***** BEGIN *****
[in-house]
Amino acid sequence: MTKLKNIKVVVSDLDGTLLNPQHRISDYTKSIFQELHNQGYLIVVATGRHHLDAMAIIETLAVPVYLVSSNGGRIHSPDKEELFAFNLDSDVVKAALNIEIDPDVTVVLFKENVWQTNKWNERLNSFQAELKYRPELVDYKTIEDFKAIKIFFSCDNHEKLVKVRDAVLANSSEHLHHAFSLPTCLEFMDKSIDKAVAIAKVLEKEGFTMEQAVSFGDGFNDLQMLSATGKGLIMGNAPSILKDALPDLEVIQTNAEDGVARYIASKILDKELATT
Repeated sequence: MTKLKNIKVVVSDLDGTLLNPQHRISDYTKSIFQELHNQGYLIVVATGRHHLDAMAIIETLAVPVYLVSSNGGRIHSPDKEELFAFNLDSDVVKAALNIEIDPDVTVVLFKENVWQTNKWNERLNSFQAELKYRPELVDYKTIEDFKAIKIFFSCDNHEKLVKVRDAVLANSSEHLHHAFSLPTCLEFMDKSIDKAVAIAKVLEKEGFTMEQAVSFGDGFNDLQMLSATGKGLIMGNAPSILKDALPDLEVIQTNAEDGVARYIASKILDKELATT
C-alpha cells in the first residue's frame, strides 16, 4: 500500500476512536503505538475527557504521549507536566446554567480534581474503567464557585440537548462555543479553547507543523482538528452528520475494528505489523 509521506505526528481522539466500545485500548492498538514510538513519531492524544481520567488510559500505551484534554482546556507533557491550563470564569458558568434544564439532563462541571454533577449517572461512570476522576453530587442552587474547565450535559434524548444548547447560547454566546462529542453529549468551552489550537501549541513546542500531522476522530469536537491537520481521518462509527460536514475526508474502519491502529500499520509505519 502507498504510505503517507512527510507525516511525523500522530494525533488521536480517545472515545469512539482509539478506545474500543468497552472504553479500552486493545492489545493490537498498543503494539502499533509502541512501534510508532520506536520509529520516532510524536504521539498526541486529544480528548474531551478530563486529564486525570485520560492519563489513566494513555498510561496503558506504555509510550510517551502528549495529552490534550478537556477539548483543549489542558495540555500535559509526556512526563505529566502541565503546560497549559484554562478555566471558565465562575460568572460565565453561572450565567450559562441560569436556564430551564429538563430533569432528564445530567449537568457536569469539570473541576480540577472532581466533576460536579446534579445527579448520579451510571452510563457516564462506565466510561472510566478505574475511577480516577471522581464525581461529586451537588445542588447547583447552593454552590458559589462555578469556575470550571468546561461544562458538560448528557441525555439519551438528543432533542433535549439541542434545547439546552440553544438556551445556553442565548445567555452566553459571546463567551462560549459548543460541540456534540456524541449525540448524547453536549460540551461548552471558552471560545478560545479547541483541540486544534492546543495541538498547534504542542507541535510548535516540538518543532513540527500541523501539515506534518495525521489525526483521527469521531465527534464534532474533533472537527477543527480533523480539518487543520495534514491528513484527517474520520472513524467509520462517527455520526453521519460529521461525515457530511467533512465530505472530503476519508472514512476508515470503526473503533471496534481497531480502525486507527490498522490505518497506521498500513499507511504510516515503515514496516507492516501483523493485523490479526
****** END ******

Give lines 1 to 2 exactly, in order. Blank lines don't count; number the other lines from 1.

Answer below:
[in-house]
Amino acid sequence: MTKLKNIKVVVSDLDGTLLNPQHRISDYTKSIFQELHNQGYLIVVATGRHHLDAMAIIETLAVPVYLVSSNGGRIHSPDKEELFAFNLDSDVVKAALNIEIDPDVTVVLFKENVWQTNKWNERLNSFQAELKYRPELVDYKTIEDFKAIKIFFSCDNHEKLVKVRDAVLANSSEHLHHAFSLPTCLEFMDKSIDKAVAIAKVLEKEGFTMEQAVSFGDGFNDLQMLSATGKGLIMGNAPSILKDALPDLEVIQTNAEDGVARYIASKILDKELATT